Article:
• Long term assets should be financed with long term sources of finance. Evidence suggests SMEs use overdrafts and trade credit for long term assets e.g. plant /machinery
  • 17. Asset Based Finance
    • Includes hire purchase, leasing, factoring
    • Finance is for a specific asset e.g. van, office equipment, debtors
    • Widely available to all sizes of firms and frequently used by SMEs
    • Security provided by asset mitigates problems in risk assessment of SME
  • 18. Trade Credit
    • Trade credit is a very expensive form of finance if SMEs are foregoing early payment discounts.
    • Paying late can put a strain on relationships with suppliers
      • Suppliers are in effect financing their customers’ operations
      • Chasing outstanding debt is time-consuming and expensive
      • Uncertainty inherent in late payment makes it difficult to plan cash flows
    • And yet 84% of small firms pay late
    • The majority say that it is a necessary part of managing cash flow
  • 19. Questions
    • Consider whether the high use of short term sources of finance is because SMEs cannot get any other type of finance (because they are at the mercy of bigger players i.e. finance providers) or do they choose/prefer to juggle short term sources?
    • Is it reasonable to assume technology businesses will behave differently from (say) family business?
    OR
  • 20. 3. Due Diligence Failure and the opportunities that en sue.
  • 21. Assessing the Team
    • Is the management team capable of growing the business rapidly and successfully?
    • Have they done it before?
    • Is the technology fully developed?
    • Is the product unique, and what value does it create so that buyers will want to purchase the product or service?
    • Is the market potential large enough?
    • Does the team understand how to penetrate the market?
    • Do significant barriers to entry exist?
    • How much money is required and how will it be utilized?
    • What exit strategies are possible?
  • 22. Business Valuations
    • Stage 1:
      • Ventures have no product revenues to date and little or no expense history, usually indicating an incomplete team with an idea, plan, and possibly some initial product development.
    • Stage 2:
      • Ventures still have no product revenues, but some expense history, product development is underway.
    • Stage 3
      • Ventures show product revenues, but they are still operating at a loss.
    • Stage 4
      • Companies have product revenues and are operating profitably.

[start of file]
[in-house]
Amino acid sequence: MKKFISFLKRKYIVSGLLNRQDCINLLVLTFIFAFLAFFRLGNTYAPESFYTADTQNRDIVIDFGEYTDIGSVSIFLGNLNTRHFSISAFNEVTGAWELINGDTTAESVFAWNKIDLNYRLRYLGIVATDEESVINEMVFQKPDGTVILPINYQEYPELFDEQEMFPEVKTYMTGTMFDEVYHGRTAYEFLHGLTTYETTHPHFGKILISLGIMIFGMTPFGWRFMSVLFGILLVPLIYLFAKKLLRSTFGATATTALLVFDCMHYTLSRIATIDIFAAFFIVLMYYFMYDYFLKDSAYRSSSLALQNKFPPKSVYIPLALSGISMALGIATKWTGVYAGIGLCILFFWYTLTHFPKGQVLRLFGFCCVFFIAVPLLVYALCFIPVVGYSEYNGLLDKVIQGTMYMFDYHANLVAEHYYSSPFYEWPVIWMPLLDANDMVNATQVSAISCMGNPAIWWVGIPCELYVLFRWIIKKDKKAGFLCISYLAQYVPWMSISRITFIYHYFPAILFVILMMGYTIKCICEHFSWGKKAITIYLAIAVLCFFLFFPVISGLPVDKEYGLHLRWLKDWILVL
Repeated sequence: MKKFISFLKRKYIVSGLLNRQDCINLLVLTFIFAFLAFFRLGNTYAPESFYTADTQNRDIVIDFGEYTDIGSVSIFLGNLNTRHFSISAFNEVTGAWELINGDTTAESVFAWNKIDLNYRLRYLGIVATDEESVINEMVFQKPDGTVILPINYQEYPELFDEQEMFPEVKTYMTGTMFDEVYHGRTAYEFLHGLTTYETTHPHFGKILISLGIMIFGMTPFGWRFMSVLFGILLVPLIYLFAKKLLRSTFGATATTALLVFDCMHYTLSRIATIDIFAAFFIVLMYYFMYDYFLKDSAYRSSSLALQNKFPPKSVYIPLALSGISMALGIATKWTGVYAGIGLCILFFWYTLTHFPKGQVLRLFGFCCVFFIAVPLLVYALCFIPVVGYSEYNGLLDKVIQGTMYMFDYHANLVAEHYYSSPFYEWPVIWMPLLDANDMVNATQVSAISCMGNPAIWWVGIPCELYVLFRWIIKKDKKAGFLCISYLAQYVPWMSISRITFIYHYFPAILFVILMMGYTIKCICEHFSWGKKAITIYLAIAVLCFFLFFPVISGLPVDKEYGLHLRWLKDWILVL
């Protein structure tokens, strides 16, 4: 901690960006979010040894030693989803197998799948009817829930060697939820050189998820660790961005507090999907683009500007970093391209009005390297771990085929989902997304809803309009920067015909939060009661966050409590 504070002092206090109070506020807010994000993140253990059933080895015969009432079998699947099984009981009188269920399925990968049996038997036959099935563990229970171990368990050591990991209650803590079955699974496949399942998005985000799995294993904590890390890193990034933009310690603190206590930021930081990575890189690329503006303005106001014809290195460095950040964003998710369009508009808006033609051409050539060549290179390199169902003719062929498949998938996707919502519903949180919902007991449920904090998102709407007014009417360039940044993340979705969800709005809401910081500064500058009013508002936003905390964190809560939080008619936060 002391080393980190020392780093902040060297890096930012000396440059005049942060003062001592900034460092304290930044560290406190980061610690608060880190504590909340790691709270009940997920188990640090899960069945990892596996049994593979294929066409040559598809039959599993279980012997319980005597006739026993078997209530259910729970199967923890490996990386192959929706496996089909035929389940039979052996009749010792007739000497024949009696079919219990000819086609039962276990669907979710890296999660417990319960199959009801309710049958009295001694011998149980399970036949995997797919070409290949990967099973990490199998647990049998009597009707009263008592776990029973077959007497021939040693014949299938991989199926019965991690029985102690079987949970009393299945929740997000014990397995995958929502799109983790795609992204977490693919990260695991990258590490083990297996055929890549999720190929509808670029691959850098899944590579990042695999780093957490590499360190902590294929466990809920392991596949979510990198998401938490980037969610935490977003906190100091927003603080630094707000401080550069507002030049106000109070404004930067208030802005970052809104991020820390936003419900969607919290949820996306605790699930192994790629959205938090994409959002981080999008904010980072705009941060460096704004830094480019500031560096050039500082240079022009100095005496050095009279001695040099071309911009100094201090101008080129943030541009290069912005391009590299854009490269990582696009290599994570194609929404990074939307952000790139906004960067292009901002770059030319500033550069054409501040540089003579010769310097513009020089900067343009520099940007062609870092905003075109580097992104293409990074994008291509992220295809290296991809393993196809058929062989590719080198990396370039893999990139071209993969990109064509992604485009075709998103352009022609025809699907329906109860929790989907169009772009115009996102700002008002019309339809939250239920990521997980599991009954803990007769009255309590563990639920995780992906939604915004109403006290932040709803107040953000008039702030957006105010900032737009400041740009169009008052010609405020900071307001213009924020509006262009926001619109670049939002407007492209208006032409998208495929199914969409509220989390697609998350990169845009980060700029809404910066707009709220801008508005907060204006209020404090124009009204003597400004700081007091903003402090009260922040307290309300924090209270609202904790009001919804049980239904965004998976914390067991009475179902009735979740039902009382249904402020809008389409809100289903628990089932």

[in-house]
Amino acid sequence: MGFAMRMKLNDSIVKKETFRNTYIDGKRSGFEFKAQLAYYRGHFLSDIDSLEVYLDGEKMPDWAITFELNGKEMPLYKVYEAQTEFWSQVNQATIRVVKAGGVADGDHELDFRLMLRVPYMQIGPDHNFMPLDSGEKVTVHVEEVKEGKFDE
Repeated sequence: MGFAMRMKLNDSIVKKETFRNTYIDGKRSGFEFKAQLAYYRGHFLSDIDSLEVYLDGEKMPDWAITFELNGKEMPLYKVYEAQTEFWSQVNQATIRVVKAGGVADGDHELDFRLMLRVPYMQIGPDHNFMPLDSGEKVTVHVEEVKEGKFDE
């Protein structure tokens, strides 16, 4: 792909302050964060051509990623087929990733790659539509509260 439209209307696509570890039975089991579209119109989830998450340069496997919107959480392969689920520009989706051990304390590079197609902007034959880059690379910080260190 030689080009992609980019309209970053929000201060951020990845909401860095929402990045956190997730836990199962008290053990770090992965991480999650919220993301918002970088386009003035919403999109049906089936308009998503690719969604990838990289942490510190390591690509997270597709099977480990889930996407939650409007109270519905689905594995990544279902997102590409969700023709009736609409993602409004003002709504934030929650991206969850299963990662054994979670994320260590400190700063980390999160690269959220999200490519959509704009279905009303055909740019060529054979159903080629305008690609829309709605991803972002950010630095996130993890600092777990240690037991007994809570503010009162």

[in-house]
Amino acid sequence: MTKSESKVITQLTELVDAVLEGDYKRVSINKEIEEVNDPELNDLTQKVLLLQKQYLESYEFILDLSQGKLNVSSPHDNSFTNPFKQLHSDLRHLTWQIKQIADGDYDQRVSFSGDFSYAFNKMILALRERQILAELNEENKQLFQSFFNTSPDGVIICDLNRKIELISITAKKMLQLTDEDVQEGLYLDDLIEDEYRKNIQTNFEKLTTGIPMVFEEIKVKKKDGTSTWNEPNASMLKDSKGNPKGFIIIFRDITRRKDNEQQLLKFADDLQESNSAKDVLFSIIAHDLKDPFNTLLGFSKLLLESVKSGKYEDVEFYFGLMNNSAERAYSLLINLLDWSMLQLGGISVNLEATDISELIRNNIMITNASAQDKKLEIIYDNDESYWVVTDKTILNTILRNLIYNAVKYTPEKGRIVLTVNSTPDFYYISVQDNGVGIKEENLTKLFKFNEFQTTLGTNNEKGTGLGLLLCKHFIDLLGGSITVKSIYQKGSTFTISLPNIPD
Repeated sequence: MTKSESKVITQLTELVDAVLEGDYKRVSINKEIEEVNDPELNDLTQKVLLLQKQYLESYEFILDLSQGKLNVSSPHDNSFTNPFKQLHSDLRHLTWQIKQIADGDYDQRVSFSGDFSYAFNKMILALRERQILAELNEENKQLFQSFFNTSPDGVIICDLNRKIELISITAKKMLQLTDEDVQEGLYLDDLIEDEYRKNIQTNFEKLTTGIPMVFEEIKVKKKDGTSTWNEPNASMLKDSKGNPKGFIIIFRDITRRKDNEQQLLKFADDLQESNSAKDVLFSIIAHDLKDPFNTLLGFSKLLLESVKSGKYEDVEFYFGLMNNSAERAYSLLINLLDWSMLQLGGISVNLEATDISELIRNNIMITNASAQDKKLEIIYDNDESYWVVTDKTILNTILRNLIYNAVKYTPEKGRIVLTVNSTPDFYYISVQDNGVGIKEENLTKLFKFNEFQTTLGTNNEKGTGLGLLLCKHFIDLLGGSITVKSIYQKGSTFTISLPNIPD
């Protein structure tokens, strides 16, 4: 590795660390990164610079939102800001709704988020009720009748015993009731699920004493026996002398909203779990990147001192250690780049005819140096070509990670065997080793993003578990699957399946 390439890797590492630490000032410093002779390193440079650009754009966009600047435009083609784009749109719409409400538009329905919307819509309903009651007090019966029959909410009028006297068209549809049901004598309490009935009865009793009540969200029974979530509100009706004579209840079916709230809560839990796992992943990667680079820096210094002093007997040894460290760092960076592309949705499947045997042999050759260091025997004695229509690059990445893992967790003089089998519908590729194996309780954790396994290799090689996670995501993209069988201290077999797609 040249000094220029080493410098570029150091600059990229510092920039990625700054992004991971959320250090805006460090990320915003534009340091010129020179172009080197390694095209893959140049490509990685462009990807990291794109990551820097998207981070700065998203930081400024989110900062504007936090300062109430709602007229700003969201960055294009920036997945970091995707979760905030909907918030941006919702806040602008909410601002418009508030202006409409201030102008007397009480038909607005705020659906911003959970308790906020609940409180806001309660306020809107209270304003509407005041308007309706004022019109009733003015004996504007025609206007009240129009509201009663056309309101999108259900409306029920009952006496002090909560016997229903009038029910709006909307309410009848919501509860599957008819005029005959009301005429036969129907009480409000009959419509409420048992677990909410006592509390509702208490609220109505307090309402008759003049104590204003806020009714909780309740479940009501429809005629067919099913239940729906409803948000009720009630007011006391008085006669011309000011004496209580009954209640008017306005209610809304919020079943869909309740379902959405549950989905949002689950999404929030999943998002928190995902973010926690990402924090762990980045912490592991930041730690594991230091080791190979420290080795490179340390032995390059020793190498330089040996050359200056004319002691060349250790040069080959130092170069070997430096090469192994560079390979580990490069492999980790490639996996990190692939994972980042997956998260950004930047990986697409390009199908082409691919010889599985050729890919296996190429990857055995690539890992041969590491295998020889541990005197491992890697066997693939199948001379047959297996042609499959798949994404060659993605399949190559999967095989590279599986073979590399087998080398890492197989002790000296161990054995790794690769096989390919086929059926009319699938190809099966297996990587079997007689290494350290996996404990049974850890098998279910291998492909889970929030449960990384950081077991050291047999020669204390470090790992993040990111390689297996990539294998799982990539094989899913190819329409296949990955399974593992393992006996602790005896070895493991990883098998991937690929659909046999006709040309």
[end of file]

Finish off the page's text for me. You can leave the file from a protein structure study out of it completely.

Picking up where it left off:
• 23. Why Businesses Fail
    • Management Controls
      • Accounts
      • Stock
      • Liabilities
    • Funding
      • Overheads
      • Borrowings
      • Credit-control
    • Market Conditions
      • Competition
      • Market Trends
    • Selling
    • Management
      • Staff
      • Equipment
      • Warranties & Liabilities
  • 24. Types of Failure
    • Cessation
      • harvesting
      • succession
      • change of identify
    • Living Dead
    • Disposal
      • Throwing in Towel
      • Buy-outs, But-ins
    • Withdrawal of Backers
      • Banks
      • Private Investors
      • Trade creditors
    • Legal
      • Take-over
      • Reconstruction
      • Mergers
      • Involuntary Discontinuance of Business .
  • 25. Exit Routes Maturity Growth Reversal Growth Reinforcements Generate Resources Mobilise Resources Access to resources Assets Accumulation Time Merger Steady- State Closure Merger Merger Steady- State Steady- State Closure Closure Understanding Enterprise, p6.3, Bridge,O’Neill & Cromie, Macmillan, 1998 Closure
  • 26. Emerging Industries
    • Newly formed or reformed industries, created by technology innovations, shifts in relative cost relationships, emergence of new consumer needs or economic and social changes.
      • The rules are that there are no rules. The Environment:
      • Technological uncertainty, strategic uncertainty, initial high costs but steep cost reduction
      • Adoption rates Buyers of emerging technology are inexperienced.
      • Need to induce substitution, inform about functions and overcome perceived risks.
      • Short time planning horizons
    Porter, Competitive Strategy, Collier Macmillan Publishers, 1980, pp237 -253
  • 27. Planning Problems For Early Entrants
      • Inability to secure supply lines & maintain quality
      • Escalation of material prices & labour costs
      • Absence of infrastructure – channel, servicing, complementary products
      • Absence of standardisation and regulatory framework
      • Perceived likelihood of obsolesce
      • Image credibility with Financial Community
      • Response of (entrenched) companies
      • Cost of Failure
      • Introduction of incentives to switch costs
    Porter
  • 28. Strategic Opportunities for New Entrants
    • Shaping Industry Structures
    • Managing Externalities
    • Changing Role of Suppliers & Channels
    • Changing the mobility/transferability barriers
    • Timing Entry
  • 29. Recovery Positions
    • Non-recoverable
      • Technology or cost advantages have been lost.
    • Retrenchment
      • retrenchment strategy is successfully implemented but cannot be sustained in the longer term.
    • Sustained Survival
      • the turnaround is achieved and the business is able to protect its existing position in the market.